What is an Advance Directive?
Published on August 24, 2021
Medicine is often discussed separately from the law, but there are several essential documents involving your health. For instance, the subject of end-of-life care is sensitive. In addition, some prefer their family members to take care of the decision, while some would like their partner or significant other to be the person in charge. To avoid disputes, one can create an advanced directive.
The Basics of an Advanced Directive
An advanced directive is a legal document that does not expire. Instead, it contains specific instructions made by the person about their end-of-life care. The first part is similar to a last will and testament. The difference is that it is concerned with how one wants to receive medical care during a critical situation. These include events wherein the patient is likely to be in a coma and may no longer wake up.
The second half of the document defines who makes health-related decisions for you if you are rendered unconscious or unable to decide for yourself. Similar to properties and finances, it is a "power of attorney."
The Need for an Advanced Directive
An advance directive can avoid potential hurdles when an unfortunate medical situation arrives. While family members are often entrusted with the power to decide for the patient, there are times when they cannot come to a decision or might not act in the best interest of the person.
Usually, people create advance directives with assistance from a lawyer. However, you can make one yourself. In addition, some services enable individuals to make their advance directives without a lawyer yet retain the same validity and power as more conventional setups. An example is Rocket Lawyer, a web-based service.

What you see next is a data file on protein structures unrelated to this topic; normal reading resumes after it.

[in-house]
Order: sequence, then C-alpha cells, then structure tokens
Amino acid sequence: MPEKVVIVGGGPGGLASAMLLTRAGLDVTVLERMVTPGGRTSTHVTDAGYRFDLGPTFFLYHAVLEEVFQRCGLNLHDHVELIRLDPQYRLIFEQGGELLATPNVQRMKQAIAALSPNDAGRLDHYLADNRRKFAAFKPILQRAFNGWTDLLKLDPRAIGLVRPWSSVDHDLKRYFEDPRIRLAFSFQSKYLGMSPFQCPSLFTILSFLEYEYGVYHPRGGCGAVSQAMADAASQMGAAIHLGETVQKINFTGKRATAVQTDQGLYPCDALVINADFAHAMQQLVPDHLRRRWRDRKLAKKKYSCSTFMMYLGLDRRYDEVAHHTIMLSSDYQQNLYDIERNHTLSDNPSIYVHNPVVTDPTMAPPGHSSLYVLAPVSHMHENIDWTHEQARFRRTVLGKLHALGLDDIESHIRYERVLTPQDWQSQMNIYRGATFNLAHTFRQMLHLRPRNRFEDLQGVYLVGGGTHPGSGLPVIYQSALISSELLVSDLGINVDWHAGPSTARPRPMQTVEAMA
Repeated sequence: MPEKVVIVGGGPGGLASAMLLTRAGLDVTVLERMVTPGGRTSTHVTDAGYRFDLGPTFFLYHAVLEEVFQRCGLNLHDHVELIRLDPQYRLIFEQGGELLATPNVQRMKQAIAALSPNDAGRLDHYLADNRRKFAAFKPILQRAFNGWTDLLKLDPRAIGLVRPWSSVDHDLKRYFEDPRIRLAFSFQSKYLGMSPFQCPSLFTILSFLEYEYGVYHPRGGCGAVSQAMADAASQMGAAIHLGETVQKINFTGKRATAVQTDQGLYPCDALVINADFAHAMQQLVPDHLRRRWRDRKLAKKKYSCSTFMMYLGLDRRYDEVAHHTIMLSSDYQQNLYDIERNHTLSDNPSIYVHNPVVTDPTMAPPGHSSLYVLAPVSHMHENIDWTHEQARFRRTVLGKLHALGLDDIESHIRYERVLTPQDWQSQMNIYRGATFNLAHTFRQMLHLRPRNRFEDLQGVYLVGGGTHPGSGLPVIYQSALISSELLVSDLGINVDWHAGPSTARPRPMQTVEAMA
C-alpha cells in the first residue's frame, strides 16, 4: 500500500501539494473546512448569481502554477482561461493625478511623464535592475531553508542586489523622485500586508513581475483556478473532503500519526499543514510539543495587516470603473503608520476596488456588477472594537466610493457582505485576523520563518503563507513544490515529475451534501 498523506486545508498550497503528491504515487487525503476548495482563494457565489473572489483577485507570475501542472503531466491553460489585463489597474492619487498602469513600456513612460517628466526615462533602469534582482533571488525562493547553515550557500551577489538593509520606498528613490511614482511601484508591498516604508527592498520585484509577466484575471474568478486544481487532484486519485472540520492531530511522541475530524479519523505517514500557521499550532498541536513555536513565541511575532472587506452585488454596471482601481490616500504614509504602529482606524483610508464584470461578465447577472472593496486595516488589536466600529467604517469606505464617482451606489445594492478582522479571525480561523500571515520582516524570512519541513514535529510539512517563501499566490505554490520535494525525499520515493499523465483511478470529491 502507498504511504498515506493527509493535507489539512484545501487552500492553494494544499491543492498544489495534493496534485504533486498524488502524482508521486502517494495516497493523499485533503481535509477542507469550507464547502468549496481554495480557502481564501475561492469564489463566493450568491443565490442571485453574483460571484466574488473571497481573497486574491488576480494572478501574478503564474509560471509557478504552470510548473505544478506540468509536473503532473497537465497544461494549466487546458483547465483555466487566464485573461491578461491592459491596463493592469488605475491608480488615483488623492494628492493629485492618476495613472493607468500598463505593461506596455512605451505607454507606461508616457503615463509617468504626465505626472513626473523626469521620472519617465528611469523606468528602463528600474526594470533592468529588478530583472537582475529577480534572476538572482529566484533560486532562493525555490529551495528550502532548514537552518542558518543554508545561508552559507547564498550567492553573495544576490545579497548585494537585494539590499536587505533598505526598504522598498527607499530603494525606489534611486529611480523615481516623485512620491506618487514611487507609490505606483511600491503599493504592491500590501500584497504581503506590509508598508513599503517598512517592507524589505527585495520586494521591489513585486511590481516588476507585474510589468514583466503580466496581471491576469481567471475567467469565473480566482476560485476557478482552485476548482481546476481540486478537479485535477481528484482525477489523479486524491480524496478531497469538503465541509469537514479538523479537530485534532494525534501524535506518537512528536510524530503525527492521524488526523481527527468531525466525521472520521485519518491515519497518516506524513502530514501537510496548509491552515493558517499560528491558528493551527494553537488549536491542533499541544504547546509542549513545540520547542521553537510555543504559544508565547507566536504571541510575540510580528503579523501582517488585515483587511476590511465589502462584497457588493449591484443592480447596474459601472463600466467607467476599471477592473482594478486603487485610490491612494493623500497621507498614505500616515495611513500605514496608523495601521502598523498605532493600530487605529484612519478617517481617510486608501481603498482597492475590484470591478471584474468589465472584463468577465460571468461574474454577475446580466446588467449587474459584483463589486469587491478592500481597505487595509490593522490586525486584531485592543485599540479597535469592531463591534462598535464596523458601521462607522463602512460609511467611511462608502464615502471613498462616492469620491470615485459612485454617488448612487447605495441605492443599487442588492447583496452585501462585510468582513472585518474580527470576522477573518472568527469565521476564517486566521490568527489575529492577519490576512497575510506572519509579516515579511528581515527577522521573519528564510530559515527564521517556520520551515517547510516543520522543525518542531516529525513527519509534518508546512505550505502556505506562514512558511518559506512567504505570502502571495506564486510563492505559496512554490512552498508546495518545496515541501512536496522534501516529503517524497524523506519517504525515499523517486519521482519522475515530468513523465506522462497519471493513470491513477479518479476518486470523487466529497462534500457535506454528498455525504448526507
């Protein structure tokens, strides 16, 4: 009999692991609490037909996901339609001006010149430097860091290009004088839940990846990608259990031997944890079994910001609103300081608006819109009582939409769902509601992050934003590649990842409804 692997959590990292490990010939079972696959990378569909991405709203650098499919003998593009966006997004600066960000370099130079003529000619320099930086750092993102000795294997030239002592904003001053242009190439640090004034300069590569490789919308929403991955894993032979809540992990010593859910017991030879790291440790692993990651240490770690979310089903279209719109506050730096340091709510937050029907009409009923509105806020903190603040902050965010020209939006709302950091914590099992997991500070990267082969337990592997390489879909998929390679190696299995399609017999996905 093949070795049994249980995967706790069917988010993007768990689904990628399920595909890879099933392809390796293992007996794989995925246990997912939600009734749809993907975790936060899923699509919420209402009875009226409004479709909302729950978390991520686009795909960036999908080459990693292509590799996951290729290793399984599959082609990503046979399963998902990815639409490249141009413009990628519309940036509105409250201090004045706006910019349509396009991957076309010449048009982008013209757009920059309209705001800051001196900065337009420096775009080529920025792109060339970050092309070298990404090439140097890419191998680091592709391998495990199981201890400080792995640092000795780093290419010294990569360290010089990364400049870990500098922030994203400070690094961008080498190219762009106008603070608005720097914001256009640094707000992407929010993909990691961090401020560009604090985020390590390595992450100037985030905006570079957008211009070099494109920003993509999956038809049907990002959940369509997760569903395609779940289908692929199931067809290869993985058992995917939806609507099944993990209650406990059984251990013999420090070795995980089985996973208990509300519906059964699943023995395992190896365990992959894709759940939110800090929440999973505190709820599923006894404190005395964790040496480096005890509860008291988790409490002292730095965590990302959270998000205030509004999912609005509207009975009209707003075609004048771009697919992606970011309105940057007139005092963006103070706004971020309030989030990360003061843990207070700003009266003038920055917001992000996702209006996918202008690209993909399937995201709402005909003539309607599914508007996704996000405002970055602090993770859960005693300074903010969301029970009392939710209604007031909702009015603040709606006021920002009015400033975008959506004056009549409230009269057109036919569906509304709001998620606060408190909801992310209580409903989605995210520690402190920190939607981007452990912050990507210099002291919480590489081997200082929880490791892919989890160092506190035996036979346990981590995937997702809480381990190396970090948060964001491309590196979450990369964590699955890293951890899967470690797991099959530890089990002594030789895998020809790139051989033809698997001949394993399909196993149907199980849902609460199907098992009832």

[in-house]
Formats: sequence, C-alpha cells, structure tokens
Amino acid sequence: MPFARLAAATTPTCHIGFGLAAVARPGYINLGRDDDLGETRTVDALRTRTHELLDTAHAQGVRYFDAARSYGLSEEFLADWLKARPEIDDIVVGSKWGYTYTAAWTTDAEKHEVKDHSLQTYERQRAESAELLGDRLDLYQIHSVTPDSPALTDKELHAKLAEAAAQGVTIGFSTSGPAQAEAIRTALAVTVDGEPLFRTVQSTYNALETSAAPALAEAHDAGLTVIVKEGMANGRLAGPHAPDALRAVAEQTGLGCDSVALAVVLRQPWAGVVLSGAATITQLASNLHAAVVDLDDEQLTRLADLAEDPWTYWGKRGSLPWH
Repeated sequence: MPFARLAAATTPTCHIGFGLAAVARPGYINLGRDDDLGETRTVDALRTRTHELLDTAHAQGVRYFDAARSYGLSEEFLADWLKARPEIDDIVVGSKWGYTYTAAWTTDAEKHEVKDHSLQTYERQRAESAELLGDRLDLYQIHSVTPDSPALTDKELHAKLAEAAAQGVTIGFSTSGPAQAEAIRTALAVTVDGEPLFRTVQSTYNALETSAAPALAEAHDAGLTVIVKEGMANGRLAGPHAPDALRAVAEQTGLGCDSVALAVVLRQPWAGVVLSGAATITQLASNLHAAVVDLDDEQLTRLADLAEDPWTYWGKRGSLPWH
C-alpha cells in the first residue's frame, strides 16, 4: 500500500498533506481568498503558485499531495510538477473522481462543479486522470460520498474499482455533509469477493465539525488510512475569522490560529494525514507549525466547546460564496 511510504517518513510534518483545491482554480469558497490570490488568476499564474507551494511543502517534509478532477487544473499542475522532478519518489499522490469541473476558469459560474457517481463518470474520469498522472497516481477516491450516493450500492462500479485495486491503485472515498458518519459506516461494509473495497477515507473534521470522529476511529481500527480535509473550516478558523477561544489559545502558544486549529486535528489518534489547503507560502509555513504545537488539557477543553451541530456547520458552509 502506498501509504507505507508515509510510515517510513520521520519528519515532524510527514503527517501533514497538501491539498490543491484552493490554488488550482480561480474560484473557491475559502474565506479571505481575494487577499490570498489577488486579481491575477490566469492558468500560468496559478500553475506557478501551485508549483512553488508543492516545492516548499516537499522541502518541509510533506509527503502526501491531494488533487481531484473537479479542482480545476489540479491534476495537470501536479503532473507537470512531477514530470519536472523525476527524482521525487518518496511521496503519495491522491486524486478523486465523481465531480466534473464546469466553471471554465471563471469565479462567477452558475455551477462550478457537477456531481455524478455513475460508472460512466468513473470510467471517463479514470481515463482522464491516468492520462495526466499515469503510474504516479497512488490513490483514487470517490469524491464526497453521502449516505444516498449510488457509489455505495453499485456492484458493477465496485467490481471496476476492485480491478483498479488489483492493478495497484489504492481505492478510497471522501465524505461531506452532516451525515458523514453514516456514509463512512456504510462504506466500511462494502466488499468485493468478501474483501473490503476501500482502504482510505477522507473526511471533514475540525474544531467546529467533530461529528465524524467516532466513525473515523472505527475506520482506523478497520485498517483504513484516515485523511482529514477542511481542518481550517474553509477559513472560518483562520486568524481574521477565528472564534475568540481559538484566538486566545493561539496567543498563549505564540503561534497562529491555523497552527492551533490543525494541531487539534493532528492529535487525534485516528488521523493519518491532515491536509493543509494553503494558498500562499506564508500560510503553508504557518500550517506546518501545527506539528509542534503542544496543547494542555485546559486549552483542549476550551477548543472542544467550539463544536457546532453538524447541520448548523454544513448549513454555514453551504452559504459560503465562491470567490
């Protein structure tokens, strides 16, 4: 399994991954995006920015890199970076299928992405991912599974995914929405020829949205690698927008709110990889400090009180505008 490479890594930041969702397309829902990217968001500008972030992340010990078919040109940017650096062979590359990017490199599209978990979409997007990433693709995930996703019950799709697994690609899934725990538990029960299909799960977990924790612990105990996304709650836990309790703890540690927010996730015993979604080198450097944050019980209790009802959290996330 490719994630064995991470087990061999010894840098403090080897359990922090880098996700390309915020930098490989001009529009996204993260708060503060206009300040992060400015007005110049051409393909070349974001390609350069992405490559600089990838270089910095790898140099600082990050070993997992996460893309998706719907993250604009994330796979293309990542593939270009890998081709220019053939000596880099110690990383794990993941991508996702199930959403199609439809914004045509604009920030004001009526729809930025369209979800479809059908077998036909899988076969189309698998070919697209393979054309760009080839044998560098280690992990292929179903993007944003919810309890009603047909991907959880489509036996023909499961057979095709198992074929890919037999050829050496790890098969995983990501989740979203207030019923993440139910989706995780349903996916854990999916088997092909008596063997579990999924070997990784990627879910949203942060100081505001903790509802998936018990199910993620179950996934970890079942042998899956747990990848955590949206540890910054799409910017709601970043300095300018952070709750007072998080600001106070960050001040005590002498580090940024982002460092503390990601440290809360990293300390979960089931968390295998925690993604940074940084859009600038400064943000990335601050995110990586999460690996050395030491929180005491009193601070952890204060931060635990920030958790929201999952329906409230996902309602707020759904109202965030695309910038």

Keeping the Advance Directive Safe
Like other documents, you must store the directive in a place safe from harm. Otherwise, it might get lost, and you will not receive the care you need when put in a compromising situation. People are advised to hand out copies to their doctors, significant others, and trusted individuals. Ensure that the healthcare proxy is aware of their role and has their version of the document.
The document does not expire, so it is crucial to go through it every couple of years. You may make changes to it based on any health conditions or personal wishes. Like the old version, be sure to distribute copies to trusted people whenever you make changes to the directive. Considering how people's health can be unpredictable, it is advisable to reflect on your advance directive every couple of years.
Although the directive should be valid across the United States, some states might have different policies relating to end-of-life care. If you have residences in multiple areas, it might be advisable to have a directive for all of these places.
Published on August 24, 2021